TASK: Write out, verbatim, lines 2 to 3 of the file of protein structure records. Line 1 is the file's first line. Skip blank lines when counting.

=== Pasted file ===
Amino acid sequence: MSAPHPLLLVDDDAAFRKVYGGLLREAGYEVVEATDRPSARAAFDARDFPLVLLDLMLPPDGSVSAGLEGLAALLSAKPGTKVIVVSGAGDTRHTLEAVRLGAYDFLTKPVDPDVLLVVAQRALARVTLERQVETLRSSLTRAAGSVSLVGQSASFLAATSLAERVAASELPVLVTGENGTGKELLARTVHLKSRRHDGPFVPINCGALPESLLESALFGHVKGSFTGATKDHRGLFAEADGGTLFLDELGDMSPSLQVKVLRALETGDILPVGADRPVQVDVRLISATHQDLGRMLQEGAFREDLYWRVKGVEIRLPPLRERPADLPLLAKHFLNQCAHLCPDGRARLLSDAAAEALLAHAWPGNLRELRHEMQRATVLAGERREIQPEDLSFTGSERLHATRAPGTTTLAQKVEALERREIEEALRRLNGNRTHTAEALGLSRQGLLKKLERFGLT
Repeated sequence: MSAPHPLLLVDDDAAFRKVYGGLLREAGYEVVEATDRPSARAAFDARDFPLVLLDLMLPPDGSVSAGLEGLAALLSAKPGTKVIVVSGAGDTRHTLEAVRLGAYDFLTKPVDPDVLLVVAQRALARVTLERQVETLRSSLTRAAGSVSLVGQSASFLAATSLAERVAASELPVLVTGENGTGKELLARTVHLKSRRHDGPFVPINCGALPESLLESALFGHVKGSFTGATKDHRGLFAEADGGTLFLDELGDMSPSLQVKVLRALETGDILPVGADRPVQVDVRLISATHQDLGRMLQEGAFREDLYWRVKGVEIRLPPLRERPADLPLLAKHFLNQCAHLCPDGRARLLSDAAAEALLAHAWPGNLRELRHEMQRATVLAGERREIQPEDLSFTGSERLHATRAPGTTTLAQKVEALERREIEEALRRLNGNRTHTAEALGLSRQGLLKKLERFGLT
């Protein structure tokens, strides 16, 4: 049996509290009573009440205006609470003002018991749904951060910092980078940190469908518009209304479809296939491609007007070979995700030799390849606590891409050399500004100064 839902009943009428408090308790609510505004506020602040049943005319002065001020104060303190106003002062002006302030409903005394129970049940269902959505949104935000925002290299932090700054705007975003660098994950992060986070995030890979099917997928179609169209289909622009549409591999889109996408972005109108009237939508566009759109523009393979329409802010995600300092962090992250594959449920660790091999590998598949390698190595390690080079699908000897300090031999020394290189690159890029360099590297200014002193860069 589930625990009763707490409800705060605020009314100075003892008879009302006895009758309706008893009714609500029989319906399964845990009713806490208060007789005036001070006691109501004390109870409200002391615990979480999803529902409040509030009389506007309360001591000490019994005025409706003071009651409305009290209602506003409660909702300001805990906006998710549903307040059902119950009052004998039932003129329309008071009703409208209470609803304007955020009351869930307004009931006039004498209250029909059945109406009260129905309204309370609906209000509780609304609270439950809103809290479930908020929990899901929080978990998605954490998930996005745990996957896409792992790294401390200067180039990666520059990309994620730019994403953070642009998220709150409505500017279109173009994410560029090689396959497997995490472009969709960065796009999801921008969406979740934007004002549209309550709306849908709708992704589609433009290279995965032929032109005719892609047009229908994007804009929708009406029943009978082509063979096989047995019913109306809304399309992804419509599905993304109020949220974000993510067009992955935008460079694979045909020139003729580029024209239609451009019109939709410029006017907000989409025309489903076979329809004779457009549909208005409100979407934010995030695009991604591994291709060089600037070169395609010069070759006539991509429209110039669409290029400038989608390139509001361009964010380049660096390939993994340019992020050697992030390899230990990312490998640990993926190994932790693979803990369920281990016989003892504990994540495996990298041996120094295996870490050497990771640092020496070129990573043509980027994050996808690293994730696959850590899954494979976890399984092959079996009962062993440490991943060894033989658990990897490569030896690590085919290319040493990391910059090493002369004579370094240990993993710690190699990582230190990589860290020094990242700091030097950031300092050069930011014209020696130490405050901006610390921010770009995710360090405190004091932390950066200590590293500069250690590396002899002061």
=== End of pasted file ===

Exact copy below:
Repeated sequence: MSAPHPLLLVDDDAAFRKVYGGLLREAGYEVVEATDRPSARAAFDARDFPLVLLDLMLPPDGSVSAGLEGLAALLSAKPGTKVIVVSGAGDTRHTLEAVRLGAYDFLTKPVDPDVLLVVAQRALARVTLERQVETLRSSLTRAAGSVSLVGQSASFLAATSLAERVAASELPVLVTGENGTGKELLARTVHLKSRRHDGPFVPINCGALPESLLESALFGHVKGSFTGATKDHRGLFAEADGGTLFLDELGDMSPSLQVKVLRALETGDILPVGADRPVQVDVRLISATHQDLGRMLQEGAFREDLYWRVKGVEIRLPPLRERPADLPLLAKHFLNQCAHLCPDGRARLLSDAAAEALLAHAWPGNLRELRHEMQRATVLAGERREIQPEDLSFTGSERLHATRAPGTTTLAQKVEALERREIEEALRRLNGNRTHTAEALGLSRQGLLKKLERFGLT
């Protein structure tokens, strides 16, 4: 049996509290009573009440205006609470003002018991749904951060910092980078940190469908518009209304479809296939491609007007070979995700030799390849606590891409050399500004100064 839902009943009428408090308790609510505004506020602040049943005319002065001020104060303190106003002062002006302030409903005394129970049940269902959505949104935000925002290299932090700054705007975003660098994950992060986070995030890979099917997928179609169209289909622009549409591999889109996408972005109108009237939508566009759109523009393979329409802010995600300092962090992250594959449920660790091999590998598949390698190595390690080079699908000897300090031999020394290189690159890029360099590297200014002193860069 589930625990009763707490409800705060605020009314100075003892008879009302006895009758309706008893009714609500029989319906399964845990009713806490208060007789005036001070006691109501004390109870409200002391615990979480999803529902409040509030009389506007309360001591000490019994005025409706003071009651409305009290209602506003409660909702300001805990906006998710549903307040059902119950009052004998039932003129329309008071009703409208209470609803304007955020009351869930307004009931006039004498209250029909059945109406009260129905309204309370609906209000509780609304609270439950809103809290479930908020929990899901929080978990998605954490998930996005745990996957896409792992790294401390200067180039990666520059990309994620730019994403953070642009998220709150409505500017279109173009994410560029090689396959497997995490472009969709960065796009999801921008969406979740934007004002549209309550709306849908709708992704589609433009290279995965032929032109005719892609047009229908994007804009929708009406029943009978082509063979096989047995019913109306809304399309992804419509599905993304109020949220974000993510067009992955935008460079694979045909020139003729580029024209239609451009019109939709410029006017907000989409025309489903076979329809004779457009549909208005409100979407934010995030695009991604591994291709060089600037070169395609010069070759006539991509429209110039669409290029400038989608390139509001361009964010380049660096390939993994340019992020050697992030390899230990990312490998640990993926190994932790693979803990369920281990016989003892504990994540495996990298041996120094295996870490050497990771640092020496070129990573043509980027994050996808690293994730696959850590899954494979976890399984092959079996009962062993440490991943060894033989658990990897490569030896690590085919290319040493990391910059090493002369004579370094240990993993710690190699990582230190990589860290020094990242700091030097950031300092050069930011014209020696130490405050901006610390921010770009995710360090405190004091932390950066200590590293500069250690590396002899002061």